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Discussion Starter · #9 ·
Well I fell for a very nice 08 Ceed1.6 CRDI Tempest Grey love the colour, had to travel 155 miles to get it and averaged 57.3mpg on the meter on the way home and In my first week have averaged 56.5 combined is that O'k ? any way sol far I love it.
 

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MY11 cee'd SW "2" Eco (89bhp):

Worst economy was 38mpg in the snow - hardly surprising it's low.

Refuelled today after 186 miles and the tank took 15.03 litres, 56mpg. Car was reporting 59.5mpg so well within the emasurement error of me filling to brim.

Last week car indicated an average of 64.2mpg on the run from Oldham to mid-Wales (113 miles, 2 hours, motorway & A-road) so in my opinion more like 60mpg.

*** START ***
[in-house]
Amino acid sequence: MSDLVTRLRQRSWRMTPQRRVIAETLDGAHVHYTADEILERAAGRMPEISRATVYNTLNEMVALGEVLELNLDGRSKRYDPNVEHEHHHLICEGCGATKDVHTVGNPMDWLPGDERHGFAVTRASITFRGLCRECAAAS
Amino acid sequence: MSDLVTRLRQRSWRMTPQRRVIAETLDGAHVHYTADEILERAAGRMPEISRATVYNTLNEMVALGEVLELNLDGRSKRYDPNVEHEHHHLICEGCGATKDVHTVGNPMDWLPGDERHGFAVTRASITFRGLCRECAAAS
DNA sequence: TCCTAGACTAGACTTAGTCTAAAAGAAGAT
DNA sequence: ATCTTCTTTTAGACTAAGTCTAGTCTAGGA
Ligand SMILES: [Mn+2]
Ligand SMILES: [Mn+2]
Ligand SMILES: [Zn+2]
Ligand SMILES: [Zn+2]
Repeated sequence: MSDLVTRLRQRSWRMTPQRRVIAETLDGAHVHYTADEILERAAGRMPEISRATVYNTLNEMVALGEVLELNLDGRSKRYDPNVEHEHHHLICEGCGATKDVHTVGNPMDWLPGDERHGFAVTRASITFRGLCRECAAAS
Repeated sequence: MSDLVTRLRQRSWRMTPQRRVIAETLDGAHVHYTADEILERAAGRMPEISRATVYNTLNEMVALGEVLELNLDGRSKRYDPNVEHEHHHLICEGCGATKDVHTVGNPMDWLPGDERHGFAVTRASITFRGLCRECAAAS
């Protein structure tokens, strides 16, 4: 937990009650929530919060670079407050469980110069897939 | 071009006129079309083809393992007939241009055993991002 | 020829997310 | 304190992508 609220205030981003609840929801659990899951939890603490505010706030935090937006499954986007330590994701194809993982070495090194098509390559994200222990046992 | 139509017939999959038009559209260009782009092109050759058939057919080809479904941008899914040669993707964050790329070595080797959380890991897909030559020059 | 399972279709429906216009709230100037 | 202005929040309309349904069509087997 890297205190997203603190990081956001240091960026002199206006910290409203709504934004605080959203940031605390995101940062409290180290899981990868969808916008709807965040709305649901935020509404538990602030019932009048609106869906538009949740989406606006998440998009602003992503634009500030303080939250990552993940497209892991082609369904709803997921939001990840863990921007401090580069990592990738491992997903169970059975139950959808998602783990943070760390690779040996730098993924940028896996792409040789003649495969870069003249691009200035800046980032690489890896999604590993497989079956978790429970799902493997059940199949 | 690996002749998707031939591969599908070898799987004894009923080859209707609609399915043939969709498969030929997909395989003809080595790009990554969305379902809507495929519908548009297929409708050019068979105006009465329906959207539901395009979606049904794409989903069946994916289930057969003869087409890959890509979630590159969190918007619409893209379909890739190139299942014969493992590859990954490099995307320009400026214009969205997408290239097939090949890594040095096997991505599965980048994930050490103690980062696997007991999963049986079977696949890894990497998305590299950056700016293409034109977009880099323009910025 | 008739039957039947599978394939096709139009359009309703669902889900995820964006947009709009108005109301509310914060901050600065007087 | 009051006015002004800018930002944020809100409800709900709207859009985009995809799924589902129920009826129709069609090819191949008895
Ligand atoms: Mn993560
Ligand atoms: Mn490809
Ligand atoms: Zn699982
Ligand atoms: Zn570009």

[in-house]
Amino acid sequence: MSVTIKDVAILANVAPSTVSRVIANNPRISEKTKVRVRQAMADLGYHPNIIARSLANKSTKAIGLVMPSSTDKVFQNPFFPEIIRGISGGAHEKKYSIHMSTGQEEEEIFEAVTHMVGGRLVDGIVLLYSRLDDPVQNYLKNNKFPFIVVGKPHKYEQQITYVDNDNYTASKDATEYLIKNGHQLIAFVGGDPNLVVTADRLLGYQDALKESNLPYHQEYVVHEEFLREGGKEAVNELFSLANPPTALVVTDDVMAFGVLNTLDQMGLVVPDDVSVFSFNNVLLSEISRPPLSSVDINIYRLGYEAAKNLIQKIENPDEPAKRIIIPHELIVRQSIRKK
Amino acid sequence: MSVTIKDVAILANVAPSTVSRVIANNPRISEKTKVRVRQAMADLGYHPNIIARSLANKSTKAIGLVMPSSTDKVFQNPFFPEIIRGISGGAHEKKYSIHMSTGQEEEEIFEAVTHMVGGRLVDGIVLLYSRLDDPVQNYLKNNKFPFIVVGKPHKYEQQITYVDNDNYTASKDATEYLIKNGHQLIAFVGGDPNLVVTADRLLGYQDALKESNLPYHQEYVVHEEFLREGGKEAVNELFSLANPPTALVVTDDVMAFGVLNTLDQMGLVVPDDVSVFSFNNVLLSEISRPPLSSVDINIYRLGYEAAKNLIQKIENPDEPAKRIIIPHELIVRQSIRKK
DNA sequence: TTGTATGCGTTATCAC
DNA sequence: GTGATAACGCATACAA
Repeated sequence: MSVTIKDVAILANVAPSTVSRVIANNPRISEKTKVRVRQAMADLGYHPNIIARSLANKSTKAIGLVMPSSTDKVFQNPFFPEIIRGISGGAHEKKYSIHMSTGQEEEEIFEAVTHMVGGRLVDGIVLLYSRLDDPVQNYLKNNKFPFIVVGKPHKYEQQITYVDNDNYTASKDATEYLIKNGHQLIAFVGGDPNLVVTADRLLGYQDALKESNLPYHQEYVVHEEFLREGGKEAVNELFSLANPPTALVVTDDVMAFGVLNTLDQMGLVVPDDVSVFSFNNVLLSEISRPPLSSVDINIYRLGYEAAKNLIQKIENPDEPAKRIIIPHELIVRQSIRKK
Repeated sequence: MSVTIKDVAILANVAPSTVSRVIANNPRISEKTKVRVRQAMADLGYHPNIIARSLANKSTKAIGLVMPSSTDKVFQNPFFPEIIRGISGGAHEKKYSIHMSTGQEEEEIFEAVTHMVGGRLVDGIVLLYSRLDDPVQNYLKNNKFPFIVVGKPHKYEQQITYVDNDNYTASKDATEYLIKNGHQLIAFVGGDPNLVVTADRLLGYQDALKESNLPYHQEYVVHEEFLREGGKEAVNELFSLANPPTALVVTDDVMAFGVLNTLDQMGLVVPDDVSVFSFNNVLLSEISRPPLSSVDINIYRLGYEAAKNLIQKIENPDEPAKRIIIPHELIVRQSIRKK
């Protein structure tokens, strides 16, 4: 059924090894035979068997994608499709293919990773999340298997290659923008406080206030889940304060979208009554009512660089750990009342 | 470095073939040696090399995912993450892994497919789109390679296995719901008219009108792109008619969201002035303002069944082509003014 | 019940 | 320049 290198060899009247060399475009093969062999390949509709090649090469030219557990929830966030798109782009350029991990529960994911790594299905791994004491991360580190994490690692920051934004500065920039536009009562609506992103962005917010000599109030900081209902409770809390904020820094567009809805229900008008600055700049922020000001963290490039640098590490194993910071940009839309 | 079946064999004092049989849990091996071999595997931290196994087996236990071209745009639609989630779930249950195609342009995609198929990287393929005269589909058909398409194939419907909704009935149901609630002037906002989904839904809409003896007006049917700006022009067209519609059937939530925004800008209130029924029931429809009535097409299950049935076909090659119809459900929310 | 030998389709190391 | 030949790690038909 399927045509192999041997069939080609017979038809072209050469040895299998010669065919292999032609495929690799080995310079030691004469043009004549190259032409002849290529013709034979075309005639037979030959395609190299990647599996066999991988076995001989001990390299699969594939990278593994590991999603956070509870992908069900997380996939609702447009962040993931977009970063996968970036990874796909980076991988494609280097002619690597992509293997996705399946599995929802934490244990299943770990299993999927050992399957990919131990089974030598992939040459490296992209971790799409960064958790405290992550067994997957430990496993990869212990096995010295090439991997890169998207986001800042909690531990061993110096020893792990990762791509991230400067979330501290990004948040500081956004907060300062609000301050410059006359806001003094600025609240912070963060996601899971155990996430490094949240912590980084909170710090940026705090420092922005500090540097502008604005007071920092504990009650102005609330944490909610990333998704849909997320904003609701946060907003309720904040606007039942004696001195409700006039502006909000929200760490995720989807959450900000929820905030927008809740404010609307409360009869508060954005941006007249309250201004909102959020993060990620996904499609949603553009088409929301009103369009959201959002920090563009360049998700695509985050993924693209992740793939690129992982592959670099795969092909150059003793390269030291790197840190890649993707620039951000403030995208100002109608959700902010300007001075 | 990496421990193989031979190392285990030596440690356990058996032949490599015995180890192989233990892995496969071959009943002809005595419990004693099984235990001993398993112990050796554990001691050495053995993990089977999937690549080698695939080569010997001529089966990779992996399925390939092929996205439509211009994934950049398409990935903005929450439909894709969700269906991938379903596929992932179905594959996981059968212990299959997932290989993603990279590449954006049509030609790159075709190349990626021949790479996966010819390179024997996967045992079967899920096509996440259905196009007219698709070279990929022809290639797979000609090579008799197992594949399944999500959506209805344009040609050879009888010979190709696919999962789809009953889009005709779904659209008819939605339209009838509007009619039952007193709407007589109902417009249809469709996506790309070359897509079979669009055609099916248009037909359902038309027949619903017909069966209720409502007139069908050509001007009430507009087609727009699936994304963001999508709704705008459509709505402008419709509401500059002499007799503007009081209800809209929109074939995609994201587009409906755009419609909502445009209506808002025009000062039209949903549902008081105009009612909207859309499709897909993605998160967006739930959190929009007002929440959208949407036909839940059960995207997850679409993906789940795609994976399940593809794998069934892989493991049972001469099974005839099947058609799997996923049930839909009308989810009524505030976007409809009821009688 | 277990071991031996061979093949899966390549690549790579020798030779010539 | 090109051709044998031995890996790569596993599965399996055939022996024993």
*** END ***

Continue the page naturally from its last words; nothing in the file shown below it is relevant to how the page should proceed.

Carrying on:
Economy is never bad, often a little disappointing, but sometimes incredibly good. Air temperature seems to have a great deal to do with it.

Also, DPF regeneration cycles (MY11 onward diesels only) drop the mpg from 60 to 36; I saw it happen on a run up the A483. Regeneration cycle finished after 25 minutes and mpg jumped back up from 36 to 60.

Economy best at about 55mph in my experience, 70+ and it drops off considerably. Thus A-roads better for economy than motorways.

Other than in snow I've NEVER had an average mpg lower than 50, including motorways, fast twisty, hilly country roads.

For economy the cee'd is fantastic.
 

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ED209


Your experiences are virtually the same as mine but our car is aCeed SW 3 CRDI 115hp, your economy is obviously better as it should be. The last tank gave 53mpg ish, this one is showing about 50.5mpg but the computer on ours is virtually spot on, it may even under read by 0.5mpg. I agree that air temp appears to make a difference but that has been the case with most diesels we have owned, definitely affects it more than on petrols.